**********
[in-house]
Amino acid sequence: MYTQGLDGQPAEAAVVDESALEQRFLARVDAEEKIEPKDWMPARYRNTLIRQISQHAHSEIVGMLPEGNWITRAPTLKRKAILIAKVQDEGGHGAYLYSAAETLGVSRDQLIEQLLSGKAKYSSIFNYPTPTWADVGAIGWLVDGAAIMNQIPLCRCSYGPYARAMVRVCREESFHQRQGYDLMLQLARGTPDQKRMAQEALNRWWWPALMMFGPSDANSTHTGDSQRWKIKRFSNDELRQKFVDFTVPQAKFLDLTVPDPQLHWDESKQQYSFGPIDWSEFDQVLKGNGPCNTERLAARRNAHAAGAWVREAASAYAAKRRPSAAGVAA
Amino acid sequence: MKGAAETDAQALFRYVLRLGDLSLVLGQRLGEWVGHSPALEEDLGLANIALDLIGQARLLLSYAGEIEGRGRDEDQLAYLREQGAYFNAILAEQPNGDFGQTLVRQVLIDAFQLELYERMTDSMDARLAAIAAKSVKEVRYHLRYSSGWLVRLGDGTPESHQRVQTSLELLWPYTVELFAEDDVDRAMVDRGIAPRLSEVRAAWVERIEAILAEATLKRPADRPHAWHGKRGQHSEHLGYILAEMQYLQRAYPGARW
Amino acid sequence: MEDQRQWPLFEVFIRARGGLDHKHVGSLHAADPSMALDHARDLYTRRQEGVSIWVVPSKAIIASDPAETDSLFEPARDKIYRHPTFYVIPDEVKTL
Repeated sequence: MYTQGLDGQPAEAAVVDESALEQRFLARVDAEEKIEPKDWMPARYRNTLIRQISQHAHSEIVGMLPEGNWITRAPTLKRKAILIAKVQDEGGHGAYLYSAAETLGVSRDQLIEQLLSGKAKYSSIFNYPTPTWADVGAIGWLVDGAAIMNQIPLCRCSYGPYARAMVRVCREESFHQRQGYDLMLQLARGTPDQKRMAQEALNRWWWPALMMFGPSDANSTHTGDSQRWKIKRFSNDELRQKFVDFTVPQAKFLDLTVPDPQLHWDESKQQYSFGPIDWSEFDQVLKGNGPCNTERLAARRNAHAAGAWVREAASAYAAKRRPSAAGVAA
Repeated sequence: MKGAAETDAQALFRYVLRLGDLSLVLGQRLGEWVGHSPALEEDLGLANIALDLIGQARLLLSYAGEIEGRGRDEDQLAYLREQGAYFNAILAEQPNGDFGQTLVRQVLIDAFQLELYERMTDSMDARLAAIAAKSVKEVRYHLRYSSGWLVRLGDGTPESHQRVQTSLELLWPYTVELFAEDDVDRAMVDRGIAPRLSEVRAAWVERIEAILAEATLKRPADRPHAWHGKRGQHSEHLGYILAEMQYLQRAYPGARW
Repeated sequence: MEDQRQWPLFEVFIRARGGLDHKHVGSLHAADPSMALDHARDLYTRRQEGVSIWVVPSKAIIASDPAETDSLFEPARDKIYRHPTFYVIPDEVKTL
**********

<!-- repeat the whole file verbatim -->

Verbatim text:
[in-house]
Amino acid sequence: MYTQGLDGQPAEAAVVDESALEQRFLARVDAEEKIEPKDWMPARYRNTLIRQISQHAHSEIVGMLPEGNWITRAPTLKRKAILIAKVQDEGGHGAYLYSAAETLGVSRDQLIEQLLSGKAKYSSIFNYPTPTWADVGAIGWLVDGAAIMNQIPLCRCSYGPYARAMVRVCREESFHQRQGYDLMLQLARGTPDQKRMAQEALNRWWWPALMMFGPSDANSTHTGDSQRWKIKRFSNDELRQKFVDFTVPQAKFLDLTVPDPQLHWDESKQQYSFGPIDWSEFDQVLKGNGPCNTERLAARRNAHAAGAWVREAASAYAAKRRPSAAGVAA
Amino acid sequence: MKGAAETDAQALFRYVLRLGDLSLVLGQRLGEWVGHSPALEEDLGLANIALDLIGQARLLLSYAGEIEGRGRDEDQLAYLREQGAYFNAILAEQPNGDFGQTLVRQVLIDAFQLELYERMTDSMDARLAAIAAKSVKEVRYHLRYSSGWLVRLGDGTPESHQRVQTSLELLWPYTVELFAEDDVDRAMVDRGIAPRLSEVRAAWVERIEAILAEATLKRPADRPHAWHGKRGQHSEHLGYILAEMQYLQRAYPGARW
Amino acid sequence: MEDQRQWPLFEVFIRARGGLDHKHVGSLHAADPSMALDHARDLYTRRQEGVSIWVVPSKAIIASDPAETDSLFEPARDKIYRHPTFYVIPDEVKTL
Repeated sequence: MYTQGLDGQPAEAAVVDESALEQRFLARVDAEEKIEPKDWMPARYRNTLIRQISQHAHSEIVGMLPEGNWITRAPTLKRKAILIAKVQDEGGHGAYLYSAAETLGVSRDQLIEQLLSGKAKYSSIFNYPTPTWADVGAIGWLVDGAAIMNQIPLCRCSYGPYARAMVRVCREESFHQRQGYDLMLQLARGTPDQKRMAQEALNRWWWPALMMFGPSDANSTHTGDSQRWKIKRFSNDELRQKFVDFTVPQAKFLDLTVPDPQLHWDESKQQYSFGPIDWSEFDQVLKGNGPCNTERLAARRNAHAAGAWVREAASAYAAKRRPSAAGVAA
Repeated sequence: MKGAAETDAQALFRYVLRLGDLSLVLGQRLGEWVGHSPALEEDLGLANIALDLIGQARLLLSYAGEIEGRGRDEDQLAYLREQGAYFNAILAEQPNGDFGQTLVRQVLIDAFQLELYERMTDSMDARLAAIAAKSVKEVRYHLRYSSGWLVRLGDGTPESHQRVQTSLELLWPYTVELFAEDDVDRAMVDRGIAPRLSEVRAAWVERIEAILAEATLKRPADRPHAWHGKRGQHSEHLGYILAEMQYLQRAYPGARW
Repeated sequence: MEDQRQWPLFEVFIRARGGLDHKHVGSLHAADPSMALDHARDLYTRRQEGVSIWVVPSKAIIASDPAETDSLFEPARDKIYRHPTFYVIPDEVKTL